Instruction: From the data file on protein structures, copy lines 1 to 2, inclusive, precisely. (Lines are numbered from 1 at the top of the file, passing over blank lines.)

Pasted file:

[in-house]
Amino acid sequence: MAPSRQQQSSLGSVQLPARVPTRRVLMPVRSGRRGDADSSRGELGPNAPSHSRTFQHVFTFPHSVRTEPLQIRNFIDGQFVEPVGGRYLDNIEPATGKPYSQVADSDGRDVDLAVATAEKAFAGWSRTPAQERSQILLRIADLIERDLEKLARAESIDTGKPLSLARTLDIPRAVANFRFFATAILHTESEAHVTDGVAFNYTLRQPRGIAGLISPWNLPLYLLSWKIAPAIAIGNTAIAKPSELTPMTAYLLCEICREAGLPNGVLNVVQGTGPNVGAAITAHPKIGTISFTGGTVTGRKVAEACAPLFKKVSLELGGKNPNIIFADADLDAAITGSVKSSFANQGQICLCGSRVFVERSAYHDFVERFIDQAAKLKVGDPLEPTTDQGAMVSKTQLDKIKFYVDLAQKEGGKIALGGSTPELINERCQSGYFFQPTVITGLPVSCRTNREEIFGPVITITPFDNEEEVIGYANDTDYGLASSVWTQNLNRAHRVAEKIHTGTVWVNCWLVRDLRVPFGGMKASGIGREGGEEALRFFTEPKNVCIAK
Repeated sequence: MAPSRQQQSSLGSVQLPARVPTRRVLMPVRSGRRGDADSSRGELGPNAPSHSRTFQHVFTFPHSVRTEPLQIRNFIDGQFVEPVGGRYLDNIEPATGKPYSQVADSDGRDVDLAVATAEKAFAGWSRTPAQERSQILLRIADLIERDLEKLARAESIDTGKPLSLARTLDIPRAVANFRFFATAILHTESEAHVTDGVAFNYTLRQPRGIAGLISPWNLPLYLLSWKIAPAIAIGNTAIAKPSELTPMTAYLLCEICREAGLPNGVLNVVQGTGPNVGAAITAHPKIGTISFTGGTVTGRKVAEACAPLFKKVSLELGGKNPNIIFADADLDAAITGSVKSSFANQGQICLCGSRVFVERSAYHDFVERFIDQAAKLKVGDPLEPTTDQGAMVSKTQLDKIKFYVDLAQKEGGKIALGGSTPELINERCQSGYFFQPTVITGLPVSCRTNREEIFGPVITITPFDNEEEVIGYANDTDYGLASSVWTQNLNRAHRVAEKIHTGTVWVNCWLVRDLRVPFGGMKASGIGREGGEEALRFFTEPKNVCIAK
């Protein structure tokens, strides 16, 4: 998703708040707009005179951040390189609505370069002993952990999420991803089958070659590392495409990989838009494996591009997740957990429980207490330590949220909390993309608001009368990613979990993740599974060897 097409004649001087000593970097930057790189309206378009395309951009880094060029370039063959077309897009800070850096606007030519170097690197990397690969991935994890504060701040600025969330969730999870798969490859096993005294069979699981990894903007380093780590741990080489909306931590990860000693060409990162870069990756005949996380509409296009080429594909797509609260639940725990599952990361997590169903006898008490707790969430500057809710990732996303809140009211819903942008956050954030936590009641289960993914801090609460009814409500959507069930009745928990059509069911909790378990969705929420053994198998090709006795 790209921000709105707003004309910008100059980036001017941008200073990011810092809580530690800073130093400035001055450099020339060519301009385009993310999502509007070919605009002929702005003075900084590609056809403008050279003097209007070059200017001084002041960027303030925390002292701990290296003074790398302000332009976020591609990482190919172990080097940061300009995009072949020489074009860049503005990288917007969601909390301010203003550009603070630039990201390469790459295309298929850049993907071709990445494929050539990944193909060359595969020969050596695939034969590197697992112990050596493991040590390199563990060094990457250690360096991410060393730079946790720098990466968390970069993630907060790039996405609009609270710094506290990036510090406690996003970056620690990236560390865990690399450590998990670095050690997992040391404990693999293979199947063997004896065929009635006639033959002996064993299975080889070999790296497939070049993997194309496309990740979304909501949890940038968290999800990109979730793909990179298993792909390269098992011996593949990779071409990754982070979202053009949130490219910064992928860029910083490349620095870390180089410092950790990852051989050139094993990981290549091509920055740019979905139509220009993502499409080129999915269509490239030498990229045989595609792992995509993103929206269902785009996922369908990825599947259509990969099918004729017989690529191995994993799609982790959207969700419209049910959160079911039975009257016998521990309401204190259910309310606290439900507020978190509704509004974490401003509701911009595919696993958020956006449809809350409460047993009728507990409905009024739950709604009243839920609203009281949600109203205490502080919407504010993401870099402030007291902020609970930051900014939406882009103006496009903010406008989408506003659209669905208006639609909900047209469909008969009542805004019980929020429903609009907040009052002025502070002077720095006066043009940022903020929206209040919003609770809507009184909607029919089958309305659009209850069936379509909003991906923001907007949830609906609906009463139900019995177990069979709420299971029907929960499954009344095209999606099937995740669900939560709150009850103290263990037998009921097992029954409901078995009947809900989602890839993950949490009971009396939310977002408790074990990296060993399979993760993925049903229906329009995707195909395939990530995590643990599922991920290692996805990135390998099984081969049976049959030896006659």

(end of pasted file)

[in-house]
Amino acid sequence: MAPSRQQQSSLGSVQLPARVPTRRVLMPVRSGRRGDADSSRGELGPNAPSHSRTFQHVFTFPHSVRTEPLQIRNFIDGQFVEPVGGRYLDNIEPATGKPYSQVADSDGRDVDLAVATAEKAFAGWSRTPAQERSQILLRIADLIERDLEKLARAESIDTGKPLSLARTLDIPRAVANFRFFATAILHTESEAHVTDGVAFNYTLRQPRGIAGLISPWNLPLYLLSWKIAPAIAIGNTAIAKPSELTPMTAYLLCEICREAGLPNGVLNVVQGTGPNVGAAITAHPKIGTISFTGGTVTGRKVAEACAPLFKKVSLELGGKNPNIIFADADLDAAITGSVKSSFANQGQICLCGSRVFVERSAYHDFVERFIDQAAKLKVGDPLEPTTDQGAMVSKTQLDKIKFYVDLAQKEGGKIALGGSTPELINERCQSGYFFQPTVITGLPVSCRTNREEIFGPVITITPFDNEEEVIGYANDTDYGLASSVWTQNLNRAHRVAEKIHTGTVWVNCWLVRDLRVPFGGMKASGIGREGGEEALRFFTEPKNVCIAK